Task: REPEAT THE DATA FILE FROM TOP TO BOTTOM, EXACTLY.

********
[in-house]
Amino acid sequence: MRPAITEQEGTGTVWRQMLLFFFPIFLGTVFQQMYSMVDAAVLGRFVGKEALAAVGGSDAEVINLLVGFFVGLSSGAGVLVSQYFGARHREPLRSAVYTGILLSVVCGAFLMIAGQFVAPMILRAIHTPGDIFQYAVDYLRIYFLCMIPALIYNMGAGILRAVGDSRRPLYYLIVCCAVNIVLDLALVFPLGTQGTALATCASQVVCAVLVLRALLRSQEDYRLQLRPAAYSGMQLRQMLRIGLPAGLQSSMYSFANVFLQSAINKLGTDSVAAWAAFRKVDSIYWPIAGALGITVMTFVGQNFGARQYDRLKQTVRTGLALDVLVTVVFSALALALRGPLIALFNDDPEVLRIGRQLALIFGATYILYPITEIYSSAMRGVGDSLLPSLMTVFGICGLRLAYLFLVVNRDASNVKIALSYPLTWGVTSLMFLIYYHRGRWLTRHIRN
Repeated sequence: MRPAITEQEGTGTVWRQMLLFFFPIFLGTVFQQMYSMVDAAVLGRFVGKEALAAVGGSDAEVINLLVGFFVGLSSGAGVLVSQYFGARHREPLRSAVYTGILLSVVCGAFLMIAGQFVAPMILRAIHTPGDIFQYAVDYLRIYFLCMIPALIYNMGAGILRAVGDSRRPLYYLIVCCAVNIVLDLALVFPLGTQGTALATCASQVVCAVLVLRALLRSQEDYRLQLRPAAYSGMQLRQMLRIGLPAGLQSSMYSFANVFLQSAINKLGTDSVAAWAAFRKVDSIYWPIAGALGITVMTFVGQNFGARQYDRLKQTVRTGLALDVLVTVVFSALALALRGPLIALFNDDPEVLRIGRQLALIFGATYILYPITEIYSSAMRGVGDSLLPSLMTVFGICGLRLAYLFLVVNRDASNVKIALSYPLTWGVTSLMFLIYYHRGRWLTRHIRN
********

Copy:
[in-house]
Amino acid sequence: MRPAITEQEGTGTVWRQMLLFFFPIFLGTVFQQMYSMVDAAVLGRFVGKEALAAVGGSDAEVINLLVGFFVGLSSGAGVLVSQYFGARHREPLRSAVYTGILLSVVCGAFLMIAGQFVAPMILRAIHTPGDIFQYAVDYLRIYFLCMIPALIYNMGAGILRAVGDSRRPLYYLIVCCAVNIVLDLALVFPLGTQGTALATCASQVVCAVLVLRALLRSQEDYRLQLRPAAYSGMQLRQMLRIGLPAGLQSSMYSFANVFLQSAINKLGTDSVAAWAAFRKVDSIYWPIAGALGITVMTFVGQNFGARQYDRLKQTVRTGLALDVLVTVVFSALALALRGPLIALFNDDPEVLRIGRQLALIFGATYILYPITEIYSSAMRGVGDSLLPSLMTVFGICGLRLAYLFLVVNRDASNVKIALSYPLTWGVTSLMFLIYYHRGRWLTRHIRN
Repeated sequence: MRPAITEQEGTGTVWRQMLLFFFPIFLGTVFQQMYSMVDAAVLGRFVGKEALAAVGGSDAEVINLLVGFFVGLSSGAGVLVSQYFGARHREPLRSAVYTGILLSVVCGAFLMIAGQFVAPMILRAIHTPGDIFQYAVDYLRIYFLCMIPALIYNMGAGILRAVGDSRRPLYYLIVCCAVNIVLDLALVFPLGTQGTALATCASQVVCAVLVLRALLRSQEDYRLQLRPAAYSGMQLRQMLRIGLPAGLQSSMYSFANVFLQSAINKLGTDSVAAWAAFRKVDSIYWPIAGALGITVMTFVGQNFGARQYDRLKQTVRTGLALDVLVTVVFSALALALRGPLIALFNDDPEVLRIGRQLALIFGATYILYPITEIYSSAMRGVGDSLLPSLMTVFGICGLRLAYLFLVVNRDASNVKIALSYPLTWGVTSLMFLIYYHRGRWLTRHIRN